The hardest scene to watch in Issa Lopez’s Tigers Are Not Afraid are the opening minutes. Shine (Juan Ramon Lopez) a young boy on the streets of the city, alone, dark, homeless. He takes a gun from a drug cartel guy.
By day, a teacher in the classroom talking about fairytales, right before gunshots are fired and the children duck for cover, as a gunman continues on his rampage. Estrella (Paola Lara) who is given chalk. They’re three wishes her teacher tells her, trying to remain calm, trying to keep the children calm.
Estrella returns to find her mother has gone missing. The Huascas have taken her. They are the cartel that run the streets, the terror, the monsters. Orphaned and alone, Estrella joins the many children on the street. There’s no one watching her. She has no choice but to figure out how to survive. She meets Shine (Juan Ramon Lopez), a young boy who has stolen an iPhone and gun from a drug lord and he wants them back.
Lopez cuts between the two worlds of Shine and Estrella until they meet. The opening minutes are so horrifying because you realize it’s a truth. A harsh truth that is going on in the world, right down the border. IT’s horrifying because you’re forced to see what’s happening to the children, this is their world. A world where drug cartels take children and parents, leaving other children alone, abandoned and unseen. Just like Shine is, he’s unseen as he takes the gun and iPhone.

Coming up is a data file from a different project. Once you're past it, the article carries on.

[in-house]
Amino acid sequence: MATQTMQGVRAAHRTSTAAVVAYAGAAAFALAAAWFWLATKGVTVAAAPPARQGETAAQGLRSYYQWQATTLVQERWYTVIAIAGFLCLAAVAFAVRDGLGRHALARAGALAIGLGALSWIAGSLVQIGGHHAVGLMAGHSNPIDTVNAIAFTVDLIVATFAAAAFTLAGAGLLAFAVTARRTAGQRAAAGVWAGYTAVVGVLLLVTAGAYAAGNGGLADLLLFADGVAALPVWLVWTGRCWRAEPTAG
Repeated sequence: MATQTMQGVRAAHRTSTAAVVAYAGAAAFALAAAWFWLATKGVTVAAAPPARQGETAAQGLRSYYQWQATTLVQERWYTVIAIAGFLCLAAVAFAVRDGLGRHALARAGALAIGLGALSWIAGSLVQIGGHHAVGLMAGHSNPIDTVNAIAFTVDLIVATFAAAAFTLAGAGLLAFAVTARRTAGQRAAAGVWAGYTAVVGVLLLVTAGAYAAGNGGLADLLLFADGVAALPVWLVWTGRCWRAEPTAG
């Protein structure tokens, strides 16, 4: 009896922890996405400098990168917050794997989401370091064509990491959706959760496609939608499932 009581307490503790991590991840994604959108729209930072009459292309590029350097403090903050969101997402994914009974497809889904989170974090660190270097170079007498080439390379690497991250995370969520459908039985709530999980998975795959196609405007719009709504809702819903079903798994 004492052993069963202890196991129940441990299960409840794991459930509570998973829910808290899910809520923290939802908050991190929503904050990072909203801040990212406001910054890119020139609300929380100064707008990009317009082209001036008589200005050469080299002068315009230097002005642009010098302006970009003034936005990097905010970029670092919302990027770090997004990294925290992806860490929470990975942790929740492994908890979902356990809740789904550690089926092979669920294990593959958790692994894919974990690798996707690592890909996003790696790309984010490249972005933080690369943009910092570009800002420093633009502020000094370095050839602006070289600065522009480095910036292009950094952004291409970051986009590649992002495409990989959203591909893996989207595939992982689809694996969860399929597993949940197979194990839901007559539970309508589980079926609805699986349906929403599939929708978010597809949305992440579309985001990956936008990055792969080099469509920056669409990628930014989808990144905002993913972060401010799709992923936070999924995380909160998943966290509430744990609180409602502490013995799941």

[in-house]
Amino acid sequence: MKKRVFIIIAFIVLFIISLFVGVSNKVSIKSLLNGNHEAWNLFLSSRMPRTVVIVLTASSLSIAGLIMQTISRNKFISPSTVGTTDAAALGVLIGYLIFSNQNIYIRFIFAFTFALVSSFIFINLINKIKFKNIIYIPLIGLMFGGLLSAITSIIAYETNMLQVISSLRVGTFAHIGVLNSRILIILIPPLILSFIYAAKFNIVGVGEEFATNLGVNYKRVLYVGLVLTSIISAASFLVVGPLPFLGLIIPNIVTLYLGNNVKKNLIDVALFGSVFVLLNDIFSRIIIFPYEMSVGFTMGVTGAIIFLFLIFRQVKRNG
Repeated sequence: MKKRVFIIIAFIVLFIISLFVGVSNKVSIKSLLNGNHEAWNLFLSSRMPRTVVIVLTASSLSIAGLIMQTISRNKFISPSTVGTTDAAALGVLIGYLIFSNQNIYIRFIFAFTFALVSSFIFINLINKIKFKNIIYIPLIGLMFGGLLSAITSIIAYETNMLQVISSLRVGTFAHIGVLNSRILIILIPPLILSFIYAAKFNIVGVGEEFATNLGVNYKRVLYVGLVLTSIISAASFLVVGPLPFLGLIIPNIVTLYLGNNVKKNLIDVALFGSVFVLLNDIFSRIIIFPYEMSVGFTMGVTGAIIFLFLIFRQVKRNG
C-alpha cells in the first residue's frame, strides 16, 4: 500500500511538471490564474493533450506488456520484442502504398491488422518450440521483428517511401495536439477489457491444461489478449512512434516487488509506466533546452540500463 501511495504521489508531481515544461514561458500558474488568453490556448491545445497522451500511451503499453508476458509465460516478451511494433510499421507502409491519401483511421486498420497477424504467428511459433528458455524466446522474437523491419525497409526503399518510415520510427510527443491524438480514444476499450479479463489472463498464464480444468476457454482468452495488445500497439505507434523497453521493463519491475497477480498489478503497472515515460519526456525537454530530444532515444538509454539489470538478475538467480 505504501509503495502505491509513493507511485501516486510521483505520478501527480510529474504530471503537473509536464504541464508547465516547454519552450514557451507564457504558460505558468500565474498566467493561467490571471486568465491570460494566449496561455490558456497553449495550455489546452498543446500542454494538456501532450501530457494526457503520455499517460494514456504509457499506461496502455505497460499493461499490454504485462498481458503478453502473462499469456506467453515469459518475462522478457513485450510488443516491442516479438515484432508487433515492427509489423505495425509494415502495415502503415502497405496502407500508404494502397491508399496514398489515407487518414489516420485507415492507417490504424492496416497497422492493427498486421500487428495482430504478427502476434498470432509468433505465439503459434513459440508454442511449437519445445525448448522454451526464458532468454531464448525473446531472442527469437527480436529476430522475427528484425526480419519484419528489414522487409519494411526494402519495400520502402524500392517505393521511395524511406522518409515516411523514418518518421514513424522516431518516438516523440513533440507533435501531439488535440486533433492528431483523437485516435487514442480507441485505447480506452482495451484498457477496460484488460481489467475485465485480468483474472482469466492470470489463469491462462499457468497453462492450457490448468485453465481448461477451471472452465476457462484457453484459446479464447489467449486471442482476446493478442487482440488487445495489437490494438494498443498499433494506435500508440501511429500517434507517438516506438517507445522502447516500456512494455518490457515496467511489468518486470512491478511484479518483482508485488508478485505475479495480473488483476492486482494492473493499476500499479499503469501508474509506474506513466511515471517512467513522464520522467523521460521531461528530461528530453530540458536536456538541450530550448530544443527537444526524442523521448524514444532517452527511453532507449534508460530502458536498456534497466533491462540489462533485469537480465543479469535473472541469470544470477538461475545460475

It’s a dark world, a world anchored in the imagination of the children. As young children, we’re introduced to fairy tales whether they are Disney, The Grimm Brothers or cultural fairytales, and as children, they’re designed to help us understand the world and make sense of it.
Here Shine is the hero. He leads the kids. He tells them about tigers and being a warrior. A tiger fears nothing and hunts its destroyers. Estrella too knows about the tigers. She is orphaned, her mother seems to haunt her, following her. Estrella sees ghosts. Haunted by them, telling her they want revenge on the cartel.
Lopez’s camera is hand-held, perfectly shaky as she captures the streets these children survive on. She straddles between the worlds of fantasy, eerie supernatural and the real world. While her gritty camera work and score excel, the film belongs to these children. Their performances standout. Juan Ramon Lopez shines in his role. The fear, the humanity, the vulnerability he displays strikes at the heart. Paola Lara is captivating. This film is shot from the point of view of the children. We’re never quite sure that the ghosts Estrella see, are real or are they a figment of her imagination, the ghosts seeking revenge, are they just her inner thoughts?
Where Tigers Are Not Afraid really pounces at you is the voice it gives. These children are a grim reality and reminder of the real war happening. The drug war, the cartels, the druglords shooting children, taking parents, leaving children alone, orphaned and left to fend for themselves. It’s a stark reality that Issa Lopez reminds of all that exists today. It reminds us of a world the families are fleeing from. Not only is this a remarkable film, it’s a timely and important message.
Guillermo Del Toro and Stephen King have lauded the film, and rightfully so, this film, Tigers Are Not Afraid is truly a film that haunts and yet succeeds at capturing the beauty and innocence and hope of these children.
“We are warriors.”
Tigers Are Not Afraid is out now.